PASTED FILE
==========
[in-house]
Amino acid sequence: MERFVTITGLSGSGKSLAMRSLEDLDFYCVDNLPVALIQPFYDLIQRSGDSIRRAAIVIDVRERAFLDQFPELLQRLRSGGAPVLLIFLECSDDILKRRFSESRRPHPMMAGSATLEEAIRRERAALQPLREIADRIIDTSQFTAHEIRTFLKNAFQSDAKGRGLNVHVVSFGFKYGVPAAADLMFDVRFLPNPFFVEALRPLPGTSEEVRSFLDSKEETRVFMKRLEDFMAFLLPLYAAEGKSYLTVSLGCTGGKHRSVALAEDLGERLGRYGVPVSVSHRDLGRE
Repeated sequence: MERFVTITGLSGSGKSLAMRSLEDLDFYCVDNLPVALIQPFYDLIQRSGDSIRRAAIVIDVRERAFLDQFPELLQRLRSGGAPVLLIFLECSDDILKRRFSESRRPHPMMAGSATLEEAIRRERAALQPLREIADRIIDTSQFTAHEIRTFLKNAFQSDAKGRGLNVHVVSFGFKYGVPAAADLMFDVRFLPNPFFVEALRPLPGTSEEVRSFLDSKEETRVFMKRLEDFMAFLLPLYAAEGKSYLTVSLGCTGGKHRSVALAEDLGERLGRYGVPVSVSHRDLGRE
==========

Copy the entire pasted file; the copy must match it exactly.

[in-house]
Amino acid sequence: MERFVTITGLSGSGKSLAMRSLEDLDFYCVDNLPVALIQPFYDLIQRSGDSIRRAAIVIDVRERAFLDQFPELLQRLRSGGAPVLLIFLECSDDILKRRFSESRRPHPMMAGSATLEEAIRRERAALQPLREIADRIIDTSQFTAHEIRTFLKNAFQSDAKGRGLNVHVVSFGFKYGVPAAADLMFDVRFLPNPFFVEALRPLPGTSEEVRSFLDSKEETRVFMKRLEDFMAFLLPLYAAEGKSYLTVSLGCTGGKHRSVALAEDLGERLGRYGVPVSVSHRDLGRE
Repeated sequence: MERFVTITGLSGSGKSLAMRSLEDLDFYCVDNLPVALIQPFYDLIQRSGDSIRRAAIVIDVRERAFLDQFPELLQRLRSGGAPVLLIFLECSDDILKRRFSESRRPHPMMAGSATLEEAIRRERAALQPLREIADRIIDTSQFTAHEIRTFLKNAFQSDAKGRGLNVHVVSFGFKYGVPAAADLMFDVRFLPNPFFVEALRPLPGTSEEVRSFLDSKEETRVFMKRLEDFMAFLLPLYAAEGKSYLTVSLGCTGGKHRSVALAEDLGERLGRYGVPVSVSHRDLGRE